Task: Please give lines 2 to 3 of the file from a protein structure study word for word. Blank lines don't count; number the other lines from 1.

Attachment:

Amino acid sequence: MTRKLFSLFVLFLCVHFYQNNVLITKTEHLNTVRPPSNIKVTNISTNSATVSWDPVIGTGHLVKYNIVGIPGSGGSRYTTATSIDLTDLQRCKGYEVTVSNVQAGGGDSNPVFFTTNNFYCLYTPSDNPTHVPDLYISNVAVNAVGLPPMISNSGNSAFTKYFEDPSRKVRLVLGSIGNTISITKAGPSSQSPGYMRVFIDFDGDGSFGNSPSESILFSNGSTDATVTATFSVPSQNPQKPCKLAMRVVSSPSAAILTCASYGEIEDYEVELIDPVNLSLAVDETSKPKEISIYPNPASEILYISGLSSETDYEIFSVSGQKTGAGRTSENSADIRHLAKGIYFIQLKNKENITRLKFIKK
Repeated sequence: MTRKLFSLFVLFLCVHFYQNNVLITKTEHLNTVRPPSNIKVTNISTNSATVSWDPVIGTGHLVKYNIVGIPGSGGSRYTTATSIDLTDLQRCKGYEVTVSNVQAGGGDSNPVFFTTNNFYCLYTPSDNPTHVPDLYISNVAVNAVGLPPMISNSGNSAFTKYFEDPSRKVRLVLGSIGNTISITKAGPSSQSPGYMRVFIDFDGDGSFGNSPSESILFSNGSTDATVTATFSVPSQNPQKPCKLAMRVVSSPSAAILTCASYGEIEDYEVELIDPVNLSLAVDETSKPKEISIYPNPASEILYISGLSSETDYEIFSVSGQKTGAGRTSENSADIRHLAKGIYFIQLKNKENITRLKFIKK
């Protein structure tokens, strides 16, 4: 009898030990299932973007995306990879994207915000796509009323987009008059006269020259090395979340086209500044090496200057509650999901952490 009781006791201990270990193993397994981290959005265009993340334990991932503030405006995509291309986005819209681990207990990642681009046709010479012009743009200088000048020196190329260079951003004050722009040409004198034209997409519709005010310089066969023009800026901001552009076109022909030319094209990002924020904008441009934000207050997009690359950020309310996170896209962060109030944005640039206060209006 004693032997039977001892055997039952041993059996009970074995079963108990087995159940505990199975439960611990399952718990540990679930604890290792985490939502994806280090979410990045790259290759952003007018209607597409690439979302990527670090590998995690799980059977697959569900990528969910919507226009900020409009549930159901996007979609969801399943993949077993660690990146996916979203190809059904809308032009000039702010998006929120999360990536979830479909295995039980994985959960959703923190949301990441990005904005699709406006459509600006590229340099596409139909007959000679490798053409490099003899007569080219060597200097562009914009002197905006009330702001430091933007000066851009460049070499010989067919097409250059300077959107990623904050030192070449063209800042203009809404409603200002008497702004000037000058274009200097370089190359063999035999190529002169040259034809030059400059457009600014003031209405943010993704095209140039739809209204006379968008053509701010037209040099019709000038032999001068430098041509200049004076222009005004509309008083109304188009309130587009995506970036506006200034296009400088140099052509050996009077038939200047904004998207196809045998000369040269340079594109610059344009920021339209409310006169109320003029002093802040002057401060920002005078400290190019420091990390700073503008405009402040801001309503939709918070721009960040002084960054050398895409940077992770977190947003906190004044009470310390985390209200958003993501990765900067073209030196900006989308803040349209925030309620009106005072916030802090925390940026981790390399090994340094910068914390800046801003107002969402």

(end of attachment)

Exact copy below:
Repeated sequence: MTRKLFSLFVLFLCVHFYQNNVLITKTEHLNTVRPPSNIKVTNISTNSATVSWDPVIGTGHLVKYNIVGIPGSGGSRYTTATSIDLTDLQRCKGYEVTVSNVQAGGGDSNPVFFTTNNFYCLYTPSDNPTHVPDLYISNVAVNAVGLPPMISNSGNSAFTKYFEDPSRKVRLVLGSIGNTISITKAGPSSQSPGYMRVFIDFDGDGSFGNSPSESILFSNGSTDATVTATFSVPSQNPQKPCKLAMRVVSSPSAAILTCASYGEIEDYEVELIDPVNLSLAVDETSKPKEISIYPNPASEILYISGLSSETDYEIFSVSGQKTGAGRTSENSADIRHLAKGIYFIQLKNKENITRLKFIKK
């Protein structure tokens, strides 16, 4: 009898030990299932973007995306990879994207915000796509009323987009008059006269020259090395979340086209500044090496200057509650999901952490 009781006791201990270990193993397994981290959005265009993340334990991932503030405006995509291309986005819209681990207990990642681009046709010479012009743009200088000048020196190329260079951003004050722009040409004198034209997409519709005010310089066969023009800026901001552009076109022909030319094209990002924020904008441009934000207050997009690359950020309310996170896209962060109030944005640039206060209006 004693032997039977001892055997039952041993059996009970074995079963108990087995159940505990199975439960611990399952718990540990679930604890290792985490939502994806280090979410990045790259290759952003007018209607597409690439979302990527670090590998995690799980059977697959569900990528969910919507226009900020409009549930159901996007979609969801399943993949077993660690990146996916979203190809059904809308032009000039702010998006929120999360990536979830479909295995039980994985959960959703923190949301990441990005904005699709406006459509600006590229340099596409139909007959000679490798053409490099003899007569080219060597200097562009914009002197905006009330702001430091933007000066851009460049070499010989067919097409250059300077959107990623904050030192070449063209800042203009809404409603200002008497702004000037000058274009200097370089190359063999035999190529002169040259034809030059400059457009600014003031209405943010993704095209140039739809209204006379968008053509701010037209040099019709000038032999001068430098041509200049004076222009005004509309008083109304188009309130587009995506970036506006200034296009400088140099052509050996009077038939200047904004998207196809045998000369040269340079594109610059344009920021339209409310006169109320003029002093802040002057401060920002005078400290190019420091990390700073503008405009402040801001309503939709918070721009960040002084960054050398895409940077992770977190947003906190004044009470310390985390209200958003993501990765900067073209030196900006989308803040349209925030309620009106005072916030802090925390940026981790390399090994340094910068914390800046801003107002969402």